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shivver13 in dw_britglish

A few questions

Hi there! I have a few questions about British language, customs, and geography for some fanfics I'm working on that I hope you can answer. Thank you in advance for any assistance!

1. I'm really fuzzy on the British school system and how grades (years) are referred to. I have a character saying that she's known another character since the year of school in which they were around 12-13 years old. In America, that would be 6th or 7th grade. What would it be for a British student?

2. If you're moving from one town to another and paying a company to move your belongings and furniture, what do you refer to them as? And what kind of vehicle would the items be moved in? In America, we'd call them movers, and they usually use a semi to move multiple clients' belongings in bulk, but it doesn't seem like Britain has semis. (I can't imagine they'd be able to navigate the narrow roads.)

3. Is there a somewhat posh neighborhood near Chiswick that I can locate a family? The family is not super rich, but both parents work and have good jobs - definitely upper middle class. Even if there isn't a named neighborhood, a location would be helpful, so I can look on Google Earth to get a feel for what the buildings and houses look like.

4. Is a "flat" an apartment, meaning a single residence in a building of multiple single residence? Or does the term have multiple meanings? For example, in America, when a person refers to his "flat", it could mean a house - in this sense, it simply means "where I live".

5. When I was in Britain last year, I noticed that a lot of the towns had houses that were individual residences, usually two floors, all connected together in a long row. What is that type of house called? Row house?



1. In most school systems (independent, i.e. fee-paying, schools may have different terminology, and a few areas of the country have first, middle and high school rather than the more usual primary and secondary school, which I think affects matters), 12-13 year olds will be in Year Eight, the second year of secondary school.

2. If you have a lot to move, you would probably use a removal/removals company, who would use a removal van or moving van.

4. Yes, a flat is a residence located in a building which includes other residences. It might not be purpose-built - a lot of houses are divided up into flats, rather than being intended as flats from the outset. I don't think people would ever use "flat" to refer to a whole house, although we do do the opposite - I live in a flat (part of a bigger house) and will refer to it as a house in casual conversation.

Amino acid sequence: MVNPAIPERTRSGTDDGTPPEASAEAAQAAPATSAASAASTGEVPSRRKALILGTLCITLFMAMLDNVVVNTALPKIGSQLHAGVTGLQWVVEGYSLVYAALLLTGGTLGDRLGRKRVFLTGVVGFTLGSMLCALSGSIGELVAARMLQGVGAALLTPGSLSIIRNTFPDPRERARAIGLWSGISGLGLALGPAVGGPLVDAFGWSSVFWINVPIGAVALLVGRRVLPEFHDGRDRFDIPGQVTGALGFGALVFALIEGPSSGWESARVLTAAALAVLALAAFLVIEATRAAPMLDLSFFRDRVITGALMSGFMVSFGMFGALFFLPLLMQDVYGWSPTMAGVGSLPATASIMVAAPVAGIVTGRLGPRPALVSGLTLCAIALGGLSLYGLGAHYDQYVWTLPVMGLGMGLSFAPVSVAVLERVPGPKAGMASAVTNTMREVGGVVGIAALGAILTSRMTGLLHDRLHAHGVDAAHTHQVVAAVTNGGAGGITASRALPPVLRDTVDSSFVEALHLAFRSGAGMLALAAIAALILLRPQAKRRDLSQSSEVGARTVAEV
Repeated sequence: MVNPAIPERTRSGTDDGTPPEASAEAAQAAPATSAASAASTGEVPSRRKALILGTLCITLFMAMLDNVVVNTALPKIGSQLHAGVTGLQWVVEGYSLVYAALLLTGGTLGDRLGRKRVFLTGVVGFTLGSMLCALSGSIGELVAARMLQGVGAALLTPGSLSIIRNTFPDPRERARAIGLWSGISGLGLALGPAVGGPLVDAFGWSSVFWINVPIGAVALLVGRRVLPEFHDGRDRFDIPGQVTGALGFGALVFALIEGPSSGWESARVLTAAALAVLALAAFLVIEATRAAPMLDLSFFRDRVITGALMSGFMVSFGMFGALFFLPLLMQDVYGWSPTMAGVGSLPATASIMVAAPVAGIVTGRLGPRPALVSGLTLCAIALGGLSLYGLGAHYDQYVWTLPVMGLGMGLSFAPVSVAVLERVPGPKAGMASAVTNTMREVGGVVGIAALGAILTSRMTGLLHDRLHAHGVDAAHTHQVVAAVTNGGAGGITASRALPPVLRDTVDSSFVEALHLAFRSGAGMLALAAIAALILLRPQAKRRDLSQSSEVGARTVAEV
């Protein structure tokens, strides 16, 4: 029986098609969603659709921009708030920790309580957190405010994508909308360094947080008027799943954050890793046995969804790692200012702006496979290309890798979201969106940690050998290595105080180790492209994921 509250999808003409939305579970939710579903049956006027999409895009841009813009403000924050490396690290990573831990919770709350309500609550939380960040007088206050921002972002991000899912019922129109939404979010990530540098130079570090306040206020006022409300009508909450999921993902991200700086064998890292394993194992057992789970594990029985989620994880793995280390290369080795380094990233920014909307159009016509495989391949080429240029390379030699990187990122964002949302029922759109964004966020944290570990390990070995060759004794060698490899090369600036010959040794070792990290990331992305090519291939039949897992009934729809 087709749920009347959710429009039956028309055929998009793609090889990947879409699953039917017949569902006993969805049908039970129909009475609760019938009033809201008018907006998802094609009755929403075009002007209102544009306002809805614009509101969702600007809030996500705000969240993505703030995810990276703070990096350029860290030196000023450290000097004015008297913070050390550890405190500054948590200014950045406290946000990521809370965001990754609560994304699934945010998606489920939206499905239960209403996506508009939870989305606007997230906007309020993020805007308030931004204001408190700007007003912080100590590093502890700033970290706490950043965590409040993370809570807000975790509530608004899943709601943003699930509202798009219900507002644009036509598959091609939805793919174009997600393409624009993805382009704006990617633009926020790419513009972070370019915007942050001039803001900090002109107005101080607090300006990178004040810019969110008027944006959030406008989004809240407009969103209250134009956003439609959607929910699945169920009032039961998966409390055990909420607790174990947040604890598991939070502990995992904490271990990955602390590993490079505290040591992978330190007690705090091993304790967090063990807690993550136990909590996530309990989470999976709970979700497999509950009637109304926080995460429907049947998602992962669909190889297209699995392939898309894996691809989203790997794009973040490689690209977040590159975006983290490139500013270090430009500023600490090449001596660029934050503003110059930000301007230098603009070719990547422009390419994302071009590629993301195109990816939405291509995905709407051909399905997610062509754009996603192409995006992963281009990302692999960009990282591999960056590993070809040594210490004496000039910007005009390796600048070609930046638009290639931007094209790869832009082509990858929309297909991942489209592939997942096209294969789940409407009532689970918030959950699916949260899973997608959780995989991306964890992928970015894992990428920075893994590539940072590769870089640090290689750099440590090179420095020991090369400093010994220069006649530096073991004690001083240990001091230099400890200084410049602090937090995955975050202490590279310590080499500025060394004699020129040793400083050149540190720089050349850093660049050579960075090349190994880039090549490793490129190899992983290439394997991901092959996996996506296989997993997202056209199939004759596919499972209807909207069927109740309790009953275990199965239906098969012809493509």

5. Row house is not a British term. Houses joined together are terraces, or semi-detatched houses if you just have sets of two joined together. Terraces can vary from very small two-up-two-down houses, traditionally where working-class people would live, to much larger and posher.
I did a Google search on "row house", and yes, that turns out to be an American term. I had no idea what that type of house was called in either the US or Britain. Now I know. :)

It seems to me that the two-up-two-down terrace house is similar to what Craig had in "The Lodger"? That's kind of what I have in mind in the story I'm working on.
I'm in the process of moving out of a two up two down, a very typical one: opens directly onto the pavement and each room is roughly 13 feet by 13 feet. I lived there on my own, but in the 950s the one next door was inhabited by 4 adults and 3 children.
Similar, yes, although Craig's is a larger house - it's definitely got more than just two rooms on each floor and looks fairly spacious inside. The sort I'm referring to looks more like this. But yes, both are terraced houses.

Edited at 2015-04-10 09:42 pm (UTC)
Ah yes, I see. I took a look at floor plans for terraced houses on the web, and the one I'm picturing is bigger than those. Basically it has a kitchen/dining room, a lounge (living room?), and a third room on the ground floor which could serve as a guest room, and then two bedrooms upstairs. Craig's definitely is larger downstairs (since there's the kitchen, the lounge, Craig's room, and the Doctor's room), but rather undefined upstairs (since the stairs goes directly into the door of the illusionary upstairs, but from the outside, the upstairs is the same size as the downstairs).